“I think I see,” said the traveler. “not every issue, not every event, not every situation needs to be confronted directly nor dealt with immediately. Why create a crisis or an offence when no such crisis exists and an offence can be avoided.”

“Verily,” said the wise leader. “You have learned well.”

And so it was.

Leadership Challenge #1 – The Customer Service Fail

customer serviceYou are the owner/manager of a retail department store. Your store is busy so high sales volume also means a lot of returns. One of the new employees is tasked with handling the checkout register and for restocking items as they are returned when checkout traffic permits. The employee has gone through the company’s orientation and training but has been working the floor only for a few weeks.

You are working the floor, walking the many departments to watch for problems, help where needed, and answering questions. You see a customer browsing the rack of trousers in the men’s wear department. The customer has focused in on one garment and has pushed surrounding garments aside so he can look more closely.

The new employee approaches with an arm load of clothes to restock. She approaches the customer looking at trousers and says, “Excuse me.” Then without waiting for a response from the customer, she pushes the trousers he was looking at back together, spreads others apart, inserts the ones she is carrying, and walks off.

You see the customer’s look of surprise. As the employee walks away, the customer turns and leaves too without selecting a garment for purchase or even looking further.

What would you do? And most importantly, Why?

I will answer this on Thursday and I want to hear from you. I’ll select from the answers I receive and post them along with mine. This is NOT a test so there are no right or wrong answers. It is an exercise in leadership training and discussion is the name of the game. Send your answers to me at Jack@ThePracticalLeader.com

4 questions to ask when someone brings a problem to you or you can learn a lot from a monkey

monkeys-with signLeaders, especially superlative ones, are achievers. They get things done. They are typically hands-on, roll up the sleeves type of people who attack life and its opportunities head on.

It is that sort of attitude that contributes to success, a tenacious, never say die pursuit of achievement. Typically they are labeled Type A, but I think type B personalities can be just as tenacious and relentless. They are just quieter about it.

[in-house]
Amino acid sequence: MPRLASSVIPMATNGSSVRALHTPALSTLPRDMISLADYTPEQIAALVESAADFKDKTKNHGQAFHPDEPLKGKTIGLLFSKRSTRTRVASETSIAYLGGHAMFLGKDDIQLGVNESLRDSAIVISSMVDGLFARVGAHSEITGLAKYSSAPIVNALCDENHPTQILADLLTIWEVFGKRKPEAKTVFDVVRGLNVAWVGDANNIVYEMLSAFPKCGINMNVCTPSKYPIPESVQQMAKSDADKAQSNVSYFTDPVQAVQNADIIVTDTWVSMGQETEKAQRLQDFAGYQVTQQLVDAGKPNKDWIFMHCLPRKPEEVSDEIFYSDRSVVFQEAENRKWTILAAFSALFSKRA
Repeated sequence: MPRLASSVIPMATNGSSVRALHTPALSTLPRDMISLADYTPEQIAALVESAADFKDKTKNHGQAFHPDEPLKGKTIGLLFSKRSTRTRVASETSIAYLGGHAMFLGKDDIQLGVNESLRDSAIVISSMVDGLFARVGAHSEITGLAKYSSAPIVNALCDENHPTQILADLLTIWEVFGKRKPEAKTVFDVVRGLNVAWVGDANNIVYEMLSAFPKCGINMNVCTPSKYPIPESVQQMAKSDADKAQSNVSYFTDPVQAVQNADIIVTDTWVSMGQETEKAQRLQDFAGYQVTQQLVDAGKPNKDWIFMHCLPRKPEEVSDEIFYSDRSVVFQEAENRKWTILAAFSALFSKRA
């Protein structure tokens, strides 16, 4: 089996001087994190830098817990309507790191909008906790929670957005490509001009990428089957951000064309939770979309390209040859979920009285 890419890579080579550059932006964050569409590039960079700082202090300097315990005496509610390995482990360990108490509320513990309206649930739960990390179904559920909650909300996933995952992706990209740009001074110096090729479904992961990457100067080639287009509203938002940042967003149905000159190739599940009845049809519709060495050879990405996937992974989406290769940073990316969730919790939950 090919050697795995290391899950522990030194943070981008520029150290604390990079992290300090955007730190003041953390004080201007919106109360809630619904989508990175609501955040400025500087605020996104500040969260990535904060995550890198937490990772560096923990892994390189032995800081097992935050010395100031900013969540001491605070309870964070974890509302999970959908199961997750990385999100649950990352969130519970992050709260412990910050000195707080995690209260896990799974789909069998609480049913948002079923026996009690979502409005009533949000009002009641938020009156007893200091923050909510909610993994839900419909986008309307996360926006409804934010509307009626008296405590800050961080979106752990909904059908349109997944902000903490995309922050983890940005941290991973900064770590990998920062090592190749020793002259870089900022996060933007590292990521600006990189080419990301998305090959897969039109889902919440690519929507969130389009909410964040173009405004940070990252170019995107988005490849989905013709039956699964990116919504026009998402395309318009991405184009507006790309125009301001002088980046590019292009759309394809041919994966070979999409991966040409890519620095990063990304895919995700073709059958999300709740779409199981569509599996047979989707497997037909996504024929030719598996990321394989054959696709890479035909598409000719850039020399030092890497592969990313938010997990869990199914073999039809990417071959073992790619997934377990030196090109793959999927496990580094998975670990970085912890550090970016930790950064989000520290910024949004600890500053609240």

But, this attitude and inclination can get us into trouble. We tend to pick up too many things, lock in to too many pursuits, and want to fix every issue. If we’re not careful, we will be guilty of meddling or compromised in our ability to develop the skills and competence of others because we do things they should be doing.

Doubtless, subordinates and associates will bring problems to you. Indeed, the competence to solve problems is imperative for superlative leaders, but I’ll write more about that next week. Right now I want to address this topic as a counselor.

Some of you know that I donate several days a month to the local SCORE* chapter, a group of business men and women who mentor business owners or those who would like to be business owners. Of the many competencies found in our mentors, a universal one is we never take up a problem if it could and should be handled by the person we are mentoring.  You do not develop people by doing for them what they must do for themselves.

Imagine, if you will, that your workplace is a jungle. Indeed it may seem like one at times. Chaos, wild animals, and uncivilized behavior may occasionally be what you see most but usually things function naturally. People go about their business and the work gets done.

To carry the analogy further, consider that each task, each responsibility, each problem is a monkey. Every person who works in the jungle has monkeys to take care of and usually they do.

But when monkeys become troublesome and unruly, something happens that directly affects you.

However, monkeys climb. They climb up the tree. And where is your desk (or main workplace)? That’s right. You sit in the higher reaches of the jungle.

Troublesome monkeys are, well, troublesome. It is not unusual that monkey-tenders will hand off bothersome monkeys if they can. So the monkey may find itself on your desk or someone may bring it to you.

JUNGLE SURVIVAL RULE #1 – Give monkeys back.

Your job is to develop and equip others. That’s your monkey and it’s a big one. You are NOT the keeper of everyone else’s monkey. So don’t accept a problem just because someone hands it to you. Here are 4 questions to ask of the monkey-tender:

1. What is the problem? You want to know the nature of the problem itself. Almost always a subordinate or an associate will tell you the effects not the cause. You want to be able to identify the cause(s) and cannot be content with the effects only. Here’s the important part, you want to train the subordinate or associate to discover the cause. Do not treat effects only and do not allow those you lead to stop at effects. If you do the effects will surely and inevitably come around again. So, ask and keep probing until you get the answer and get the monkey-tender to be able to identify the problem and its cause(s).

2. What have you done about it? You want to know why the monkey is troubled, sick, or dying, and you want to know what has been done already. The answer will reveal much. You save time and eliminate guessing. You also begin to see the problem-solving skills (or lack thereof) of your co-workers.

3. What do you want me to do about? This sounds a little snarky but I don’t mean it that way. I am not suggesting you should answer sharply harshly or with a condescending manner. I do mean you should probe to find out what they want from you. A solution? Just to gossip? A reward for being an informant? Help? Advice? Or what?

4. What are your expectations in coming to see me at this time? While this may sound almost like question #3, it isn’t. A powerful component in the problem-solving process is attitude. The answer to this question reveals the level of hope, the degree of frustration, and/or the frame of mind, positive or negative. It begins to set the tone for what you have to do next?

And what is that, you ask?

Well, you’ll have to wait until Monday to find out. I gotta go.  There’s a monkey on my desk and he needs more bananas.

 

*SCORE is not for retired people only. A large number of volunteers are young business owners who just want to help out other business owners. You could be a mentor too. Check it out at www.score.org